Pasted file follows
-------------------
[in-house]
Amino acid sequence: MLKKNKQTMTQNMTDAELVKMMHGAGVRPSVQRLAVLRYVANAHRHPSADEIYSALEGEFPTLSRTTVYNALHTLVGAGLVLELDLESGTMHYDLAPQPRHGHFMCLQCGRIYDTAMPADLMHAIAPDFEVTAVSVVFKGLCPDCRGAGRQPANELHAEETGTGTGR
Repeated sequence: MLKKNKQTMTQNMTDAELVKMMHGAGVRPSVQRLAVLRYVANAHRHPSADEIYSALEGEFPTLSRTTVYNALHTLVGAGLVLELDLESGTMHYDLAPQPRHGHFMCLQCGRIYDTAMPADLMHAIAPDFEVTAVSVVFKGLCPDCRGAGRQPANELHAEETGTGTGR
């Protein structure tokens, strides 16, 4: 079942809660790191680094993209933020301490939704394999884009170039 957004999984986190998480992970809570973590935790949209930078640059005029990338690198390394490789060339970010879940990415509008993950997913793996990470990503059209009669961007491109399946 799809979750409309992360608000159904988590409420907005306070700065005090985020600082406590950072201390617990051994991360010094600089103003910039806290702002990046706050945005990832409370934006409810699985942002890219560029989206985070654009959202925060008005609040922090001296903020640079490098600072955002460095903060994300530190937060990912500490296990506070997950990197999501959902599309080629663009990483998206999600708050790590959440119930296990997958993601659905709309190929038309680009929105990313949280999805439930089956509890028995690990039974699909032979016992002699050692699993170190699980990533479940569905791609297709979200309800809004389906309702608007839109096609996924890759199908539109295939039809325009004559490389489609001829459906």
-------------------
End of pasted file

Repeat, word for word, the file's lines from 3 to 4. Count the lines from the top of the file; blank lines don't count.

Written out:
Repeated sequence: MLKKNKQTMTQNMTDAELVKMMHGAGVRPSVQRLAVLRYVANAHRHPSADEIYSALEGEFPTLSRTTVYNALHTLVGAGLVLELDLESGTMHYDLAPQPRHGHFMCLQCGRIYDTAMPADLMHAIAPDFEVTAVSVVFKGLCPDCRGAGRQPANELHAEETGTGTGR
């Protein structure tokens, strides 16, 4: 079942809660790191680094993209933020301490939704394999884009170039 957004999984986190998480992970809570973590935790949209930078640059005029990338690198390394490789060339970010879940990415509008993950997913793996990470990503059209009669961007491109399946 799809979750409309992360608000159904988590409420907005306070700065005090985020600082406590950072201390617990051994991360010094600089103003910039806290702002990046706050945005990832409370934006409810699985942002890219560029989206985070654009959202925060008005609040922090001296903020640079490098600072955002460095903060994300530190937060990912500490296990506070997950990197999501959902599309080629663009990483998206999600708050790590959440119930296990997958993601659905709309190929038309680009929105990313949280999805439930089956509890028995690990039974699909032979016992002699050692699993170190699980990533479940569905791609297709979200309800809004389906309702608007839109096609996924890759199908539109295939039809325009004559490389489609001829459906």